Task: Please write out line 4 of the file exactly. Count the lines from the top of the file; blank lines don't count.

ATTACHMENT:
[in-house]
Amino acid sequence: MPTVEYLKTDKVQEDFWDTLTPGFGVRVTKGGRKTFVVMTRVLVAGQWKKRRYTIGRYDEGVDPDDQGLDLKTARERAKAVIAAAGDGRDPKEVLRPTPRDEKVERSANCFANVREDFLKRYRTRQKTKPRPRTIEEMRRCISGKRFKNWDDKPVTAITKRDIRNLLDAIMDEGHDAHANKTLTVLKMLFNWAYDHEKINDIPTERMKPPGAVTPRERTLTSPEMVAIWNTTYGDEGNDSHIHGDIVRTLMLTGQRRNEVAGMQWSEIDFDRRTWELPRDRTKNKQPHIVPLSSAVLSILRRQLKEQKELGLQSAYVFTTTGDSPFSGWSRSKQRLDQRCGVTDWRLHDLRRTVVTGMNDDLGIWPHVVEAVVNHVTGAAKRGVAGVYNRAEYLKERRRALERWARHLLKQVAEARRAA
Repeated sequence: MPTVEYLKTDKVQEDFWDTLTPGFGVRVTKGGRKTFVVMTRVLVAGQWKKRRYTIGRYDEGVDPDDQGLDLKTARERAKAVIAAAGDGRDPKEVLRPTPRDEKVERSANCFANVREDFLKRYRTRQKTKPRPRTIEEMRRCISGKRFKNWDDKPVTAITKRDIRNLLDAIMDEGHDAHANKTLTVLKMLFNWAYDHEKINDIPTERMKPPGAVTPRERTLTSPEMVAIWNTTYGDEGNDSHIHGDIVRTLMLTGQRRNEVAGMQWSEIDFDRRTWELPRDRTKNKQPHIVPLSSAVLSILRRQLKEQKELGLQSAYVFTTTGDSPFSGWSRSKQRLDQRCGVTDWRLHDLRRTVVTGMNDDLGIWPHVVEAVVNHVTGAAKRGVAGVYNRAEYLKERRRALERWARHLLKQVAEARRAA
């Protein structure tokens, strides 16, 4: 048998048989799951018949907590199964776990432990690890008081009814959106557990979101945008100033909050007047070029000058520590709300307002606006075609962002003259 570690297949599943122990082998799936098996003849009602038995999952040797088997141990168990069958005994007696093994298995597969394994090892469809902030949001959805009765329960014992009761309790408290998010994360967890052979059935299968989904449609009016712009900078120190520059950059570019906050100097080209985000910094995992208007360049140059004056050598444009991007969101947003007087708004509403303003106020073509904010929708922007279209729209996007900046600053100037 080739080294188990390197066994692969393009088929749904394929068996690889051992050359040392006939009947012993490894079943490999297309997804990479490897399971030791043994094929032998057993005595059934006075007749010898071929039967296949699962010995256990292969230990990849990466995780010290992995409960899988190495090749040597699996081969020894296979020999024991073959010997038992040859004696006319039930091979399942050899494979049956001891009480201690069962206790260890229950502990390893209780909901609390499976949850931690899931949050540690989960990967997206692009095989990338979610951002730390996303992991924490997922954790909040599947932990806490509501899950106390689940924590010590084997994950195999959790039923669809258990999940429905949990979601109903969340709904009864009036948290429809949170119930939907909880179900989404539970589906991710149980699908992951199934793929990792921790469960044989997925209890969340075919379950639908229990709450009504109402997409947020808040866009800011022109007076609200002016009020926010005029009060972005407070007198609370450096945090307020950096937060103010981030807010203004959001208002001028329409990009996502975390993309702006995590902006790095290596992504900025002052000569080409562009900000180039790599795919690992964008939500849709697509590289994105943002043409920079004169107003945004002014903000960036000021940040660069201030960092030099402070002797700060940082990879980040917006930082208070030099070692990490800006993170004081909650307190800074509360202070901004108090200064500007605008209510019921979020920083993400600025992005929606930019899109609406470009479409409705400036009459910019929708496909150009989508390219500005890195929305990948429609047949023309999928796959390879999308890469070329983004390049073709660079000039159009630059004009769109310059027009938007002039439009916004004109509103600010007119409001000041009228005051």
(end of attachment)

């Protein structure tokens, strides 16, 4: 048998048989799951018949907590199964776990432990690890008081009814959106557990979101945008100033909050007047070029000058520590709300307002606006075609962002003259 570690297949599943122990082998799936098996003849009602038995999952040797088997141990168990069958005994007696093994298995597969394994090892469809902030949001959805009765329960014992009761309790408290998010994360967890052979059935299968989904449609009016712009900078120190520059950059570019906050100097080209985000910094995992208007360049140059004056050598444009991007969101947003007087708004509403303003106020073509904010929708922007279209729209996007900046600053100037 080739080294188990390197066994692969393009088929749904394929068996690889051992050359040392006939009947012993490894079943490999297309997804990479490897399971030791043994094929032998057993005595059934006075007749010898071929039967296949699962010995256990292969230990990849990466995780010290992995409960899988190495090749040597699996081969020894296979020999024991073959010997038992040859004696006319039930091979399942050899494979049956001891009480201690069962206790260890229950502990390893209780909901609390499976949850931690899931949050540690989960990967997206692009095989990338979610951002730390996303992991924490997922954790909040599947932990806490509501899950106390689940924590010590084997994950195999959790039923669809258990999940429905949990979601109903969340709904009864009036948290429809949170119930939907909880179900989404539970589906991710149980699908992951199934793929990792921790469960044989997925209890969340075919379950639908229990709450009504109402997409947020808040866009800011022109007076609200002016009020926010005029009060972005407070007198609370450096945090307020950096937060103010981030807010203004959001208002001028329409990009996502975390993309702006995590902006790095290596992504900025002052000569080409562009900000180039790599795919690992964008939500849709697509590289994105943002043409920079004169107003945004002014903000960036000021940040660069201030960092030099402070002797700060940082990879980040917006930082208070030099070692990490800006993170004081909650307190800074509360202070901004108090200064500007605008209510019921979020920083993400600025992005929606930019899109609406470009479409409705400036009459910019929708496909150009989508390219500005890195929305990948429609047949023309999928796959390879999308890469070329983004390049073709660079000039159009630059004009769109310059027009938007002039439009916004004109509103600010007119409001000041009228005051």